Will Challenge "Illegal Action" In Court, Says Hafiz Saeed After Pak Crackdown

Pakistan starts seizing charities linked to Hafiz Saeed

Will Challenge "Illegal Action" In Court, Says Hafiz Saeed After Pak Crackdown

Reacting to the government's move, a JuD spokesman said the action is an attempt to "appease the U.S and India". This decision was taken in the backdrop of the Financial Action Task Force (FATF) meeting in Paris. The step was taken after Pakistan issued an ordinance, amending a decades-old anti-terrorism law, to allow authorities to act against outlawed charities, groups or individuals listed by the UN Security Council.

The US has labelled JuD and FIF "terrorist fronts" for LeT. Saeed has repeatedly denied involvement in violence, including the Mumbai attacks.

Pakistan banned two charities linked to Hafiz Saeed on Wednesday, just days before a global watchdog is supposed to vote on a US-backed motion to put Islamabad on a watchlist for failing to curb terrorist financing.

Under house arrest since January 2017, Saeed was released in November after a court in Pakistan rejected a government application to extend his detention under anti-terrorism laws, saying there was no evidence to support the application.

The bans on Jamaat-ud-Dawa (JuD) and Falah-e-Insaniat Foundation (FIF) come amid calls from the United States and India to take action against Saeed, who they say was behind an attack on Mumbai in 2008 that killed 166 people.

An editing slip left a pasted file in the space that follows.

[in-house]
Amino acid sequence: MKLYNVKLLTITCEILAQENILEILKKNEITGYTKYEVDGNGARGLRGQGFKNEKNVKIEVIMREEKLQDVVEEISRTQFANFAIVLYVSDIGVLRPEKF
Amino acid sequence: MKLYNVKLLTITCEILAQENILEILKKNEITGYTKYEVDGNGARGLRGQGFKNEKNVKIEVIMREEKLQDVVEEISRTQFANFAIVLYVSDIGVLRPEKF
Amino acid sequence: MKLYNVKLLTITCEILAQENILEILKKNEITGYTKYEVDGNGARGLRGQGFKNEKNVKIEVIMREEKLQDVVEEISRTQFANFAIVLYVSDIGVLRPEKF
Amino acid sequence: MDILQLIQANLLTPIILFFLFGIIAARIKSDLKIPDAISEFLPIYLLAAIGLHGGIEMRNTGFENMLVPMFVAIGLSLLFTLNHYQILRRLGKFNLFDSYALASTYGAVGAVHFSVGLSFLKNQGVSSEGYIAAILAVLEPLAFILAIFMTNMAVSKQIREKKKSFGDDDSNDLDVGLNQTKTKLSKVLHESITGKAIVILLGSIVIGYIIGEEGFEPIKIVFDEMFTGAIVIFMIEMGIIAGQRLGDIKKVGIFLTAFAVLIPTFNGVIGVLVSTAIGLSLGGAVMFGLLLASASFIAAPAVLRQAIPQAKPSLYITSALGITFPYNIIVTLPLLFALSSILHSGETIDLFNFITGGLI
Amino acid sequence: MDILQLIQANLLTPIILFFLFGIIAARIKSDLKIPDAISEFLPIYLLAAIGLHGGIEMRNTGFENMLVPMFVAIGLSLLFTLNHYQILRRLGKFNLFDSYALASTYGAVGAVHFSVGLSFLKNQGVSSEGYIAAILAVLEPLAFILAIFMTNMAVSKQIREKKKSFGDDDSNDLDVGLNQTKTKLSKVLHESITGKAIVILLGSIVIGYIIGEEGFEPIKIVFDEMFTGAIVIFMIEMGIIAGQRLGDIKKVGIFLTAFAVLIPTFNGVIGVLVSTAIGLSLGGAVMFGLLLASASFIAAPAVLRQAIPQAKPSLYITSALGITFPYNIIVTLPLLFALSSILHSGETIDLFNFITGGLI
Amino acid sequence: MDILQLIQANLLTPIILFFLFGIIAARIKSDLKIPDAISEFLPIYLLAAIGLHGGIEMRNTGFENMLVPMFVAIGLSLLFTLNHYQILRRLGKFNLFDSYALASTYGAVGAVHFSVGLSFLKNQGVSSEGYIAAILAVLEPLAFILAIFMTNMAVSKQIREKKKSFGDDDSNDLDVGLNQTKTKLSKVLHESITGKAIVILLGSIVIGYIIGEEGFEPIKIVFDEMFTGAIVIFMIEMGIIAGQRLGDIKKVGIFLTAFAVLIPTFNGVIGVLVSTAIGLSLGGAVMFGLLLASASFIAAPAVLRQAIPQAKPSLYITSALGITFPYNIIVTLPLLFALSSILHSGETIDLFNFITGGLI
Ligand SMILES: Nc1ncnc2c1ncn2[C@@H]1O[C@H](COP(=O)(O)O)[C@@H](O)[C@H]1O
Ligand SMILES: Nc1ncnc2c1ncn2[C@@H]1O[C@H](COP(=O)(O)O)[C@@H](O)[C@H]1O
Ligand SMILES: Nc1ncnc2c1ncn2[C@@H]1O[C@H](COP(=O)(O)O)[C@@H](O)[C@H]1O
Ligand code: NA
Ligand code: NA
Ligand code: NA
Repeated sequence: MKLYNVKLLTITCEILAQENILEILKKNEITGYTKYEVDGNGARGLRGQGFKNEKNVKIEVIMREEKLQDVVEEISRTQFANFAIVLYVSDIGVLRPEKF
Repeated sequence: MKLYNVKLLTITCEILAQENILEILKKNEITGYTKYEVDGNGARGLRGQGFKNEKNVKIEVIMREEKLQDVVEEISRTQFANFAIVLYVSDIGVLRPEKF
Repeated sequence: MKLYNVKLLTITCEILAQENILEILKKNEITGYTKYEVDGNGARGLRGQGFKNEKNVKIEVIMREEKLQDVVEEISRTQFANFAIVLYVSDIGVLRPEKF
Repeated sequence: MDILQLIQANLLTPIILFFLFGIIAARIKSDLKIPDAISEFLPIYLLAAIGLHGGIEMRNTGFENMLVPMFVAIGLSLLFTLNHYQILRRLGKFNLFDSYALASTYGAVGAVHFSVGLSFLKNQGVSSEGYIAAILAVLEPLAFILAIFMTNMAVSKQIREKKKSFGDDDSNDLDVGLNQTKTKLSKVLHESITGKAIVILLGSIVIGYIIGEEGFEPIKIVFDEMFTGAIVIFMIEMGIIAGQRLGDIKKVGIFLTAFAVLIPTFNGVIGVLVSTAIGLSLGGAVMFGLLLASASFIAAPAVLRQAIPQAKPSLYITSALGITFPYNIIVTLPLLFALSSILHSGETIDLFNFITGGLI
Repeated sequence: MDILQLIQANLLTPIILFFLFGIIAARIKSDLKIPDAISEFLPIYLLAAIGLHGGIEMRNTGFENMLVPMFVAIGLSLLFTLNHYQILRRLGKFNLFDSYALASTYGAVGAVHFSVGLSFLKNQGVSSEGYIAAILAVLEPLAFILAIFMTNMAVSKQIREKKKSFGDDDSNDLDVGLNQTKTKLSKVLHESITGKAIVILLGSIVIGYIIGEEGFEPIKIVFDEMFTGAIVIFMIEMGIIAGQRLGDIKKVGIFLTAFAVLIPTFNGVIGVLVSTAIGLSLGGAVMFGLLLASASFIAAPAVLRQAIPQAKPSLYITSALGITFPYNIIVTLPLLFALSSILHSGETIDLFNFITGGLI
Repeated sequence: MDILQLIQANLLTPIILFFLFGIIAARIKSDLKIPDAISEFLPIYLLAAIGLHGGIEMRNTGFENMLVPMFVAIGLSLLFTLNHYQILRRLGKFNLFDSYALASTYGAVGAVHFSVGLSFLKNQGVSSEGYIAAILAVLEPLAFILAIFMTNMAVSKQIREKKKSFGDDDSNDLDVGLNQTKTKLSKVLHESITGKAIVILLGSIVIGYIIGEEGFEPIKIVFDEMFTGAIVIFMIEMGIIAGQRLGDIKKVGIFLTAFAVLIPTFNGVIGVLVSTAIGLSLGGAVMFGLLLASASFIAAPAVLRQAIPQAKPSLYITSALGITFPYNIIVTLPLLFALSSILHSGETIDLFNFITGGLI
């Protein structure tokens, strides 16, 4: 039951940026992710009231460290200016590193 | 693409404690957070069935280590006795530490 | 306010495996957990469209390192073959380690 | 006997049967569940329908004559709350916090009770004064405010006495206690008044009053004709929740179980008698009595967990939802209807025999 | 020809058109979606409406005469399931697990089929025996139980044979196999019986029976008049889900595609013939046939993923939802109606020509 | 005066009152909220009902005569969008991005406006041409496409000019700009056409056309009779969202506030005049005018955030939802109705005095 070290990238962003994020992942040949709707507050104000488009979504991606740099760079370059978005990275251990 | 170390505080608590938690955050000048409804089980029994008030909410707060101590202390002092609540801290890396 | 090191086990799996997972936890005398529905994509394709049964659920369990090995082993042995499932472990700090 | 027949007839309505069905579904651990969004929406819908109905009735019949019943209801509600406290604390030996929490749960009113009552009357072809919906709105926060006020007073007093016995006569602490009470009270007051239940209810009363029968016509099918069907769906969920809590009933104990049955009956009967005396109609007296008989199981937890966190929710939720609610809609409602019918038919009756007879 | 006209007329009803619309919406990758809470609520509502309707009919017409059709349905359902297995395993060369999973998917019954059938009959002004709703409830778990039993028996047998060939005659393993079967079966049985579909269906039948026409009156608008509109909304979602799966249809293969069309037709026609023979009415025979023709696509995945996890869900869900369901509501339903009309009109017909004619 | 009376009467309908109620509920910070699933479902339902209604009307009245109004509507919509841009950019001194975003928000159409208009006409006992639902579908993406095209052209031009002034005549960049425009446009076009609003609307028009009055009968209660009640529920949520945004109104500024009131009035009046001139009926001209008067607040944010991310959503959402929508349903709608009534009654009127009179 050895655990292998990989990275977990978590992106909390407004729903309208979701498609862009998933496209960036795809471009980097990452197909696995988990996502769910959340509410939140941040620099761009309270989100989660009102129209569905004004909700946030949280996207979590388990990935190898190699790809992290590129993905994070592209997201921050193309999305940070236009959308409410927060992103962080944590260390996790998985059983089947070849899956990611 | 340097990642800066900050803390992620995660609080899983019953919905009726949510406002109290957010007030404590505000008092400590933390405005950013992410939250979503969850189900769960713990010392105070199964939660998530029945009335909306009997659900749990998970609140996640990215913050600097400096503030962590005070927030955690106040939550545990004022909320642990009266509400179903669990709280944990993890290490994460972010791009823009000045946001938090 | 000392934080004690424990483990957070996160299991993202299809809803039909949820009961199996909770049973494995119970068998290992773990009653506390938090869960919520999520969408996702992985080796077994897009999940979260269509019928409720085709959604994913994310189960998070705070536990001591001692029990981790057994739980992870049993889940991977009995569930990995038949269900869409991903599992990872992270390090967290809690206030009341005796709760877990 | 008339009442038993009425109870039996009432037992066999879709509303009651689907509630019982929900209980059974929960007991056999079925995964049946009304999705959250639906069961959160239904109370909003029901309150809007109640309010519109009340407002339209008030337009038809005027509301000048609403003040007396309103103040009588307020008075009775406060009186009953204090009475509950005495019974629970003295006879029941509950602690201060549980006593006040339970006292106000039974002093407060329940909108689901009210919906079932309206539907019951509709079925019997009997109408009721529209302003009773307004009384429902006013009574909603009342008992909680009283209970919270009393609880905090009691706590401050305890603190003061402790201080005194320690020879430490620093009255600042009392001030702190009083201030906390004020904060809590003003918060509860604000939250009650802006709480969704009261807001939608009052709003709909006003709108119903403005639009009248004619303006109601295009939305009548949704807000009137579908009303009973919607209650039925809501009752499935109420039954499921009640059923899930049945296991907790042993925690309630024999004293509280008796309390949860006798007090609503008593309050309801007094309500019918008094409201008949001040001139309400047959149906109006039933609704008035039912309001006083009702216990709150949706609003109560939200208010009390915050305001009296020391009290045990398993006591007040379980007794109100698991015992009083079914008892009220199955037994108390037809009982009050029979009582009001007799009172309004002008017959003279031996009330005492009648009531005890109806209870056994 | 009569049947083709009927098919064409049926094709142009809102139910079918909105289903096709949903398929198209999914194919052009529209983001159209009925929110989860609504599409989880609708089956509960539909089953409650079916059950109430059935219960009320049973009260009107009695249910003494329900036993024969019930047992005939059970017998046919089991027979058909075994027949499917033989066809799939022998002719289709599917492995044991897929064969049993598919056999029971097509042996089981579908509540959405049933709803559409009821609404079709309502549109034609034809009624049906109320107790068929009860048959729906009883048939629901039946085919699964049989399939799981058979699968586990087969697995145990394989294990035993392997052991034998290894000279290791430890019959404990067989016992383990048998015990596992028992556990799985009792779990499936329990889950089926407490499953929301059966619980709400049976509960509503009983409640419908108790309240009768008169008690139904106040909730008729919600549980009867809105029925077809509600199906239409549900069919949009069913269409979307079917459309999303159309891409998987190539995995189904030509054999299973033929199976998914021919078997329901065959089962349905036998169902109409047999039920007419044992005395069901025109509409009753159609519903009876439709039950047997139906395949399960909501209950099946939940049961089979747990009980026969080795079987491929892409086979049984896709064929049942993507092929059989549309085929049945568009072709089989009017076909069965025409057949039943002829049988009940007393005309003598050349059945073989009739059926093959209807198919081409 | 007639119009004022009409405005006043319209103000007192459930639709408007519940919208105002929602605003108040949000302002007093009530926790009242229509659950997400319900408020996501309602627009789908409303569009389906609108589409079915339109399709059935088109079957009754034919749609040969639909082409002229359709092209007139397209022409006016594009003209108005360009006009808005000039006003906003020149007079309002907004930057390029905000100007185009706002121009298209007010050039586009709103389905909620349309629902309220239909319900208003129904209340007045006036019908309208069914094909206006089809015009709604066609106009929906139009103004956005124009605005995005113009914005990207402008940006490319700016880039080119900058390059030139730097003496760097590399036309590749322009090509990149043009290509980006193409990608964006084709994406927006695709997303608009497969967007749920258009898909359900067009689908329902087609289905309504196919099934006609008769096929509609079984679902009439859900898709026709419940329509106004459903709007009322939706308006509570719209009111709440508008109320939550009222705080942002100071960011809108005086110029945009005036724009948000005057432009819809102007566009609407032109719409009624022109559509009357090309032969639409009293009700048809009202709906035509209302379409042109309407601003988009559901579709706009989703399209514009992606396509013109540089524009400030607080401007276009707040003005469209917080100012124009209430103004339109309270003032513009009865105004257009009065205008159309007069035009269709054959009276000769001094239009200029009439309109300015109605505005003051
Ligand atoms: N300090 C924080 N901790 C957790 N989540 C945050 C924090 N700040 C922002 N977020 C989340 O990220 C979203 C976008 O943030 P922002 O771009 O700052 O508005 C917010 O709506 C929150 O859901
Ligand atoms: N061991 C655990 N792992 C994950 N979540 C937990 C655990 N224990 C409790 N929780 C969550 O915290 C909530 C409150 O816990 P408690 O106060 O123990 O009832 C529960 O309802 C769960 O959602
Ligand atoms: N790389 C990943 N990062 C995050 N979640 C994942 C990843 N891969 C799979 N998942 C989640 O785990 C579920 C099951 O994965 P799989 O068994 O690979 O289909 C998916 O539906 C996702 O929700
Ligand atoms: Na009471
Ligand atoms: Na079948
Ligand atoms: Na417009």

Aslam said he did not have an exact number of offices and seminaries involved in the asset seizure but data was being compiled in all four districts of Rawalpindi division and he expected full details of the assets.

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"We've taken over all the JuD and FIF assets". The Balochistan government has stated there is no presence of JuD and FIF in the province and the Khyber Pakhtunkhwa government is yet to send its reply on the matter, he further said.

Pakistan's de facto finance minister, Miftah Ismail, told Reuters the FATF would consider a motion to place Pakistan on the list but the government was "hopeful" it could make its case to avoid it.

The action came after a high-level United Nations sanctions team visited Rawalpindi in January to review progress against groups and individuals banned by the UN.

"It's very serious issue and any negative report can lead towards initiation of process of imposing sanctions", said the official. "Pakistan's credit rating may be downgraded if FATF downgraded its ranking for Islamabad", said the official. "We are in touch with over 30 countries in this regard (to block the move)", he said.

The US and India are spearheading an effort to get Pakistan included in the watchdog's worldwide money-laundering and terror-financing "grey list", reports said. Pakistan had been on the grey list of FATF for three years from 2012 to 2015.

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